1/8/18: Urban Artifact's Milkman

5:28 PM

Urban Artifact is one of those breweries that I've wanted to write about for a long time but about which have never found the opportune moment for a post. Ever since I discovered their beer at the 2015 Ohio Brew Week (in Athens, of course), I've been steadily, but not overwhelmingly, enjoying their beers. As one of my friends put so plainly three years ago--I've liked every single one of their offerings.



In that Athens July a few years ago we actively sought out bars pouring Urban Artifact--a ton of breweries from around the state were represented and we had nowhere near enough time/money to try them all--because they make brews that are just that good. Then, last year, they unveiled Milkman, their breakfast stout. This was a draft-only beer that I wanted to try insanely bad. But, by the time I finally made it out to the taproom, it was gone.

This year, though, Urban Artifact did the impossible--they canned the stuff! I snatched up a four-pack they day they hit retail shelves (I even visited the taproom again to nab some Milkman variants. I won't be posting about these here, but check my Untappd throughout the year--they'll hit that as I drink them). The question is: Was Milkman worth the hype (I, admittedly, hyped it up for myself) and wait?

Urban Artifact starting turning Northside, Cincinnati's St. Patrick's Catholic Church into their brewing facility in the summer of 2014 and opened their doors to the beer-guzzling masses in the spring of the following year. Specializing in tart, fruit, and wild ales, the beers they make are brewed with local yeast and bacteria. Their About Page has more in-depth details about the yeast and bacteria used, which, to be honest, is all a little too sciency for me to understand right now, so be sure to hit it up if your interest is piqued.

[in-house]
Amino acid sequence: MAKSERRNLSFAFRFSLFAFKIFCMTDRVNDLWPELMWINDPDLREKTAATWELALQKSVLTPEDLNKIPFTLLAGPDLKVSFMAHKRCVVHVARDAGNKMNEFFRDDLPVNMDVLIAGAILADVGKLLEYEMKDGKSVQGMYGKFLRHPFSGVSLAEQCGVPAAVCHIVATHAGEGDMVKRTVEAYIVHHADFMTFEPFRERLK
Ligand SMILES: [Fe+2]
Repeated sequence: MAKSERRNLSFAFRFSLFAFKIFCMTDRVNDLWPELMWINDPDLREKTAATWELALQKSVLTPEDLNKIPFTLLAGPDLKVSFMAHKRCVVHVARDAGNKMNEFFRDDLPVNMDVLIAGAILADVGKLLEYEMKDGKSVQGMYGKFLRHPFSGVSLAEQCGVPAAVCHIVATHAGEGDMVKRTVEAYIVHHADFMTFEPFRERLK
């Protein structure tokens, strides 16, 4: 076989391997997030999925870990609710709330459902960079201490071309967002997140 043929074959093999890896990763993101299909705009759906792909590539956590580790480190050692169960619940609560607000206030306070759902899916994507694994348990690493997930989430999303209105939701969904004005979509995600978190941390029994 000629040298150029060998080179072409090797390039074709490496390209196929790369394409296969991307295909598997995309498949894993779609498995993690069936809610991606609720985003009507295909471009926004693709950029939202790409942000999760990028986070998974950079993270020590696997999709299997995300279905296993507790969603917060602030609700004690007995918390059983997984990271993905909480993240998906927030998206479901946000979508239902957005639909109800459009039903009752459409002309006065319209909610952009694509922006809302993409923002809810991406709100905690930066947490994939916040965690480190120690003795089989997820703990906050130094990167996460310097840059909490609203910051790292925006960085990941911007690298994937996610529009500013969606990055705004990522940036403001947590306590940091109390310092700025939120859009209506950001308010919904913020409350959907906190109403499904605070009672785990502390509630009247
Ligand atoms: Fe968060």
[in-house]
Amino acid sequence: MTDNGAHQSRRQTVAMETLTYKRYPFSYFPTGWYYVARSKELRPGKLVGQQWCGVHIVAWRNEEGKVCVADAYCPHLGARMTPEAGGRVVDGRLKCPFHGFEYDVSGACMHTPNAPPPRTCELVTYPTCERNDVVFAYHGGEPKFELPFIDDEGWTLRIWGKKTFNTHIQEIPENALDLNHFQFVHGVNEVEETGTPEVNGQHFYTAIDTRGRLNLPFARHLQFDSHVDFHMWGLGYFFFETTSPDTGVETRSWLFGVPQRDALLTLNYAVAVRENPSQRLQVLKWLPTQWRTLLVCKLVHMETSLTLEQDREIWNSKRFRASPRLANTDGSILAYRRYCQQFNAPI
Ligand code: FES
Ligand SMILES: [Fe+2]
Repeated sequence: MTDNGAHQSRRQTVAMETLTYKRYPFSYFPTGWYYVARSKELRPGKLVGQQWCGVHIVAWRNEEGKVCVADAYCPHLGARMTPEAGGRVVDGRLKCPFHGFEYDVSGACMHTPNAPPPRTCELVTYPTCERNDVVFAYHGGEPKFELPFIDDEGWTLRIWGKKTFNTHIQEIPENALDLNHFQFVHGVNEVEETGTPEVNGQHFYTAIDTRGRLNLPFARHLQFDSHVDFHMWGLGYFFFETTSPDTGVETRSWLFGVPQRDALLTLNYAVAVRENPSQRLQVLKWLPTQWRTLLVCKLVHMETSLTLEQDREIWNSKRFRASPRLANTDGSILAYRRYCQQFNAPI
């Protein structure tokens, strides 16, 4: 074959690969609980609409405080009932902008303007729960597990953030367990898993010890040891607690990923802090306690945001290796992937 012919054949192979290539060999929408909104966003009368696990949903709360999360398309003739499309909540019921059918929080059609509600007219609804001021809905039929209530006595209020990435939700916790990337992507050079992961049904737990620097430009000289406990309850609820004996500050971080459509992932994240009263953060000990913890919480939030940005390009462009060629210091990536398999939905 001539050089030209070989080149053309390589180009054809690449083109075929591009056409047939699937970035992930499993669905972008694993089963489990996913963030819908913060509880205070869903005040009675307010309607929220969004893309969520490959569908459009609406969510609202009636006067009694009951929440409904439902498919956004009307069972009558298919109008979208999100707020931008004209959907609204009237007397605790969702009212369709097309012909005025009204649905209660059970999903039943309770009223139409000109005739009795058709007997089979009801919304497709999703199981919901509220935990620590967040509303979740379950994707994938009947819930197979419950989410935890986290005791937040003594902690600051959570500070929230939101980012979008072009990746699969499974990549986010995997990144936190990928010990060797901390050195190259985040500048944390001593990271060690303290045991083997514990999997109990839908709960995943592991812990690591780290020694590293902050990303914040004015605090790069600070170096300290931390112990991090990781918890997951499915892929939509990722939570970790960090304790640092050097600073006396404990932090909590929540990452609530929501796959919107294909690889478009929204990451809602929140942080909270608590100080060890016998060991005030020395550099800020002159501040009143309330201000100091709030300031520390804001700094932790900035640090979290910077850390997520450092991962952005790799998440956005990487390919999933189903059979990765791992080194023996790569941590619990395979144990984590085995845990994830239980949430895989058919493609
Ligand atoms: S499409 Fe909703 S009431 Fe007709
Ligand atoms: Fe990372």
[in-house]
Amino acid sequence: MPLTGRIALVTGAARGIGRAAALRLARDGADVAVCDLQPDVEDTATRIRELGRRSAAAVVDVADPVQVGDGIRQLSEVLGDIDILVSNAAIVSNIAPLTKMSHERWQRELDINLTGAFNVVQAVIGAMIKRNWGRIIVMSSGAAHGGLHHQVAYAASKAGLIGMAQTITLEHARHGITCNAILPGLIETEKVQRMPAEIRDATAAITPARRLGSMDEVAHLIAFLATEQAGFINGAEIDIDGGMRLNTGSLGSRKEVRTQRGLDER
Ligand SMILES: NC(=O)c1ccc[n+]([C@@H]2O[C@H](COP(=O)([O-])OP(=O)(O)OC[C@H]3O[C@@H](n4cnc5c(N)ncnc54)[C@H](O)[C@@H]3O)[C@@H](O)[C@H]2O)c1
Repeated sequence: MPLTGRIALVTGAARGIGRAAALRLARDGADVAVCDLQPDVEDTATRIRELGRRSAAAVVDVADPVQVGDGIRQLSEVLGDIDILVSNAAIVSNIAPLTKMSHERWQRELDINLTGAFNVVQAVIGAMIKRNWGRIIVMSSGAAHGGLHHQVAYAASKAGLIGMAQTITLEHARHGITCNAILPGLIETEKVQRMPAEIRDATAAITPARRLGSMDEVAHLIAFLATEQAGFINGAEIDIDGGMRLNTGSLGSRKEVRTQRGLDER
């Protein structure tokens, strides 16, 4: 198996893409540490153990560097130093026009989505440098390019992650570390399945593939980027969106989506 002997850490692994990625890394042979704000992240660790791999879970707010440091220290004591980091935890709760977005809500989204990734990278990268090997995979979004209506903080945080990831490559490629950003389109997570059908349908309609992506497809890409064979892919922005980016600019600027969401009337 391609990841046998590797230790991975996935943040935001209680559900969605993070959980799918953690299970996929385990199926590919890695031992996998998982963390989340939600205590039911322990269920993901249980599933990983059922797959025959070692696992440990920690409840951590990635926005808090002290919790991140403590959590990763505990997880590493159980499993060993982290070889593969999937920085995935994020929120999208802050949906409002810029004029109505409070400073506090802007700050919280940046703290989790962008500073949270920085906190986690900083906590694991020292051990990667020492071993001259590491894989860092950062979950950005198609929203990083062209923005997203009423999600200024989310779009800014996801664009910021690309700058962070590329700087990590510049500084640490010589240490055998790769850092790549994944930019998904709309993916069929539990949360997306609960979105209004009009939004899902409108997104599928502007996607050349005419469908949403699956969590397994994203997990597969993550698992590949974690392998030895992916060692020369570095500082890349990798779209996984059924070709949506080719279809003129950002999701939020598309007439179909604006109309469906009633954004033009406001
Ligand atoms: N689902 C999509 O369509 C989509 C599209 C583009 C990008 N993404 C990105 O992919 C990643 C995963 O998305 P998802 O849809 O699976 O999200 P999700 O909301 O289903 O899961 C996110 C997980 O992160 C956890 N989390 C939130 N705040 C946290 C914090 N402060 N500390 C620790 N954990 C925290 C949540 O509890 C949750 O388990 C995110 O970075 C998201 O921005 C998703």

As of this writing, Milkman is number nine on the brewery's Current Taps page. It's listed as an 8% ABV breakfast stout with maple, coffee, and hints of vanilla and cinnamon. It's got chocolate and biscuit malts, too, if you'd want to know. My can also lists molasses and almonds as ingredients.

The bouquet is all breakfast. A preliminary waft gives heavy coffee notes up front. Upon return for a second, there's also an obvious mapliness to it, with some cinnamon and vanilla sprinkled in for good measure. I think I detect some earthy nuttiness (which can be attributed to the almond in the recipe), but I could just be imagining I smell it here because I know it was added. I really like the aroma my can's giving off. Purrl does, too. She took twelve deep whiffs of the beer (which practically means that, by her standards, it's impeccable). 


While there's a subtle milk stout sweetness to Milkman, most of what I each swig is dark and bitter Brazilian coffee with a little bit of almond for good measure. There are heavy blows of maple, cinnamon, and vanilla in the finish with the slightest dab of molasses. This is one hell of an expertly crafted beer.

The stout's mouthfeel is full--like taking a sip of coffee while maply residue from your pancakes still lingers on your tongue. It's not sappy but it is good and creamy.

When I was in sixth grade I spent a week of my precious summer vacation at a summer camp two-and-a-half hours away from home. While some of the days I was there had sunny moments, the week was, for the most part, cloudy and wet. Rain fell from the sky like a modern-day Noah had just finished loading the animals onto his ark.

One particularly gloomy morning, my counselors ushered my cabinmates and me into a picnic shelter. Once we were all present and accounted for, we were handed empty metal coffee cans, kindling, bacon, small bowls of pancake batter, packets of syrup, and matches. The counselors then proceeded to demonstrate how to start a small fire, position an overturned coffee can above it, and use the upside-down can as a small skillet to cook breakfast. They then turned us loose to replicate their methods.

My bacon didn't come out as crispy as I would have liked and my pancakes were a little soggy. But neither of those things mattered. I had an absolute blast. It was fun to fend for myself (kind of) and see how my friends did with their food. My can of Milkman brings that outdoor breakfast on that rainy morning to my mind.

In case you can't tell, I really like Urban Artifact's Milkman. It's like my friend stated a few years ago--all of their beers are good. While it looks like you can still get some of the stout in the taproom, I'm not sure about its availability elsewhere. But, should you happen to find some, don't sleep on it. This dark and bitter breakfast stout stands far apart from it's sweeter cousins. It gets a 9.5/10 here.

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